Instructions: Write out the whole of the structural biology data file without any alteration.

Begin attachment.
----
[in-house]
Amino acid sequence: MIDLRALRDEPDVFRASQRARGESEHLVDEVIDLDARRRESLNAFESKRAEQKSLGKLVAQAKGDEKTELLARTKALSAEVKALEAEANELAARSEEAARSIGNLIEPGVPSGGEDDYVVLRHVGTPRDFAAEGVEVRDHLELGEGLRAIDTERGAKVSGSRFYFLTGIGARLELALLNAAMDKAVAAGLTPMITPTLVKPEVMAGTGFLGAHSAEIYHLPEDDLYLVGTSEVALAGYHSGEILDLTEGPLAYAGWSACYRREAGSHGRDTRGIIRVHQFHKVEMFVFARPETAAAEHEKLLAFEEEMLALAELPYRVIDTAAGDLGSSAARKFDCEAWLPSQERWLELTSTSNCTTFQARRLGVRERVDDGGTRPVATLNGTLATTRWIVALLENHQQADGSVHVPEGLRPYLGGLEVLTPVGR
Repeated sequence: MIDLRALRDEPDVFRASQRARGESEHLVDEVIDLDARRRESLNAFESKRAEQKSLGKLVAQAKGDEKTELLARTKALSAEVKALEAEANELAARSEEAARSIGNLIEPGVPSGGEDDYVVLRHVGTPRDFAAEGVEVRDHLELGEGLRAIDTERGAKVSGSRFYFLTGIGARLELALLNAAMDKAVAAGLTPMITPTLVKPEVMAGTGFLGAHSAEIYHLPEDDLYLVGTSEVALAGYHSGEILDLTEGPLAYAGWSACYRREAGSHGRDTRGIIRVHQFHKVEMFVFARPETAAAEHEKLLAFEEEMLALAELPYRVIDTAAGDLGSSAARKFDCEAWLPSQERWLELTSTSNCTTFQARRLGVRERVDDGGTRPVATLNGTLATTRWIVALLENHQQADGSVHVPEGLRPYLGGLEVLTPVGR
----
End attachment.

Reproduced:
[in-house]
Amino acid sequence: MIDLRALRDEPDVFRASQRARGESEHLVDEVIDLDARRRESLNAFESKRAEQKSLGKLVAQAKGDEKTELLARTKALSAEVKALEAEANELAARSEEAARSIGNLIEPGVPSGGEDDYVVLRHVGTPRDFAAEGVEVRDHLELGEGLRAIDTERGAKVSGSRFYFLTGIGARLELALLNAAMDKAVAAGLTPMITPTLVKPEVMAGTGFLGAHSAEIYHLPEDDLYLVGTSEVALAGYHSGEILDLTEGPLAYAGWSACYRREAGSHGRDTRGIIRVHQFHKVEMFVFARPETAAAEHEKLLAFEEEMLALAELPYRVIDTAAGDLGSSAARKFDCEAWLPSQERWLELTSTSNCTTFQARRLGVRERVDDGGTRPVATLNGTLATTRWIVALLENHQQADGSVHVPEGLRPYLGGLEVLTPVGR
Repeated sequence: MIDLRALRDEPDVFRASQRARGESEHLVDEVIDLDARRRESLNAFESKRAEQKSLGKLVAQAKGDEKTELLARTKALSAEVKALEAEANELAARSEEAARSIGNLIEPGVPSGGEDDYVVLRHVGTPRDFAAEGVEVRDHLELGEGLRAIDTERGAKVSGSRFYFLTGIGARLELALLNAAMDKAVAAGLTPMITPTLVKPEVMAGTGFLGAHSAEIYHLPEDDLYLVGTSEVALAGYHSGEILDLTEGPLAYAGWSACYRREAGSHGRDTRGIIRVHQFHKVEMFVFARPETAAAEHEKLLAFEEEMLALAELPYRVIDTAAGDLGSSAARKFDCEAWLPSQERWLELTSTSNCTTFQARRLGVRERVDDGGTRPVATLNGTLATTRWIVALLENHQQADGSVHVPEGLRPYLGGLEVLTPVGR